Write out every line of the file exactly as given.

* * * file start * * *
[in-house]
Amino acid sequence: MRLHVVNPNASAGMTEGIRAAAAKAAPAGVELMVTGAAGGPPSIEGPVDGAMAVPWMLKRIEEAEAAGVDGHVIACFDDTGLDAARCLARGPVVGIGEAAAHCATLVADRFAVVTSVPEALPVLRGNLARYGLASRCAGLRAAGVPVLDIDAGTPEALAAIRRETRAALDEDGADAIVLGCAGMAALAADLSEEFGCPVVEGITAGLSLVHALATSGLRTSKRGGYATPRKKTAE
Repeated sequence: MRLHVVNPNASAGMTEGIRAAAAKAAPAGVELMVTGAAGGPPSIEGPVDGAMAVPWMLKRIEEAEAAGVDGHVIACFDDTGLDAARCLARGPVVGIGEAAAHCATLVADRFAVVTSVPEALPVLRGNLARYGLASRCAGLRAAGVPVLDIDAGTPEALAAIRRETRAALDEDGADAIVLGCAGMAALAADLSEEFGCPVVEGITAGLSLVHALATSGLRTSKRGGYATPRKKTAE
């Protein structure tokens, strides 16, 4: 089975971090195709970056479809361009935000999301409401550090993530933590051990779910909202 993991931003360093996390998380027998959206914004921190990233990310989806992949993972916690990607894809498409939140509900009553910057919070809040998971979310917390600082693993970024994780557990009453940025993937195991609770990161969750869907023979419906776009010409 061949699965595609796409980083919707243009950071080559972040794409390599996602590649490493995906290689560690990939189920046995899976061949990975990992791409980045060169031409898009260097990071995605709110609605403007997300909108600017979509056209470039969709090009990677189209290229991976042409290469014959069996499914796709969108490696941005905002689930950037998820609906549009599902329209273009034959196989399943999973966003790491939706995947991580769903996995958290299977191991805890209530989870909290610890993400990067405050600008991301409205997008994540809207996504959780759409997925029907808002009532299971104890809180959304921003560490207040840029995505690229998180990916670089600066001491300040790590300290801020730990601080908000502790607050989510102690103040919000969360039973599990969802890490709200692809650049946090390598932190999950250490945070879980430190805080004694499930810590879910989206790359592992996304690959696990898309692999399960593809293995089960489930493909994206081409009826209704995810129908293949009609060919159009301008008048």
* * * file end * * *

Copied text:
[in-house]
Amino acid sequence: MRLHVVNPNASAGMTEGIRAAAAKAAPAGVELMVTGAAGGPPSIEGPVDGAMAVPWMLKRIEEAEAAGVDGHVIACFDDTGLDAARCLARGPVVGIGEAAAHCATLVADRFAVVTSVPEALPVLRGNLARYGLASRCAGLRAAGVPVLDIDAGTPEALAAIRRETRAALDEDGADAIVLGCAGMAALAADLSEEFGCPVVEGITAGLSLVHALATSGLRTSKRGGYATPRKKTAE
Repeated sequence: MRLHVVNPNASAGMTEGIRAAAAKAAPAGVELMVTGAAGGPPSIEGPVDGAMAVPWMLKRIEEAEAAGVDGHVIACFDDTGLDAARCLARGPVVGIGEAAAHCATLVADRFAVVTSVPEALPVLRGNLARYGLASRCAGLRAAGVPVLDIDAGTPEALAAIRRETRAALDEDGADAIVLGCAGMAALAADLSEEFGCPVVEGITAGLSLVHALATSGLRTSKRGGYATPRKKTAE
């Protein structure tokens, strides 16, 4: 089975971090195709970056479809361009935000999301409401550090993530933590051990779910909202 993991931003360093996390998380027998959206914004921190990233990310989806992949993972916690990607894809498409939140509900009553910057919070809040998971979310917390600082693993970024994780557990009453940025993937195991609770990161969750869907023979419906776009010409 061949699965595609796409980083919707243009950071080559972040794409390599996602590649490493995906290689560690990939189920046995899976061949990975990992791409980045060169031409898009260097990071995605709110609605403007997300909108600017979509056209470039969709090009990677189209290229991976042409290469014959069996499914796709969108490696941005905002689930950037998820609906549009599902329209273009034959196989399943999973966003790491939706995947991580769903996995958290299977191991805890209530989870909290610890993400990067405050600008991301409205997008994540809207996504959780759409997925029907808002009532299971104890809180959304921003560490207040840029995505690229998180990916670089600066001491300040790590300290801020730990601080908000502790607050989510102690103040919000969360039973599990969802890490709200692809650049946090390598932190999950250490945070879980430190805080004694499930810590879910989206790359592992996304690959696990898309692999399960593809293995089960489930493909994206081409009826209704995810129908293949009609060919159009301008008048």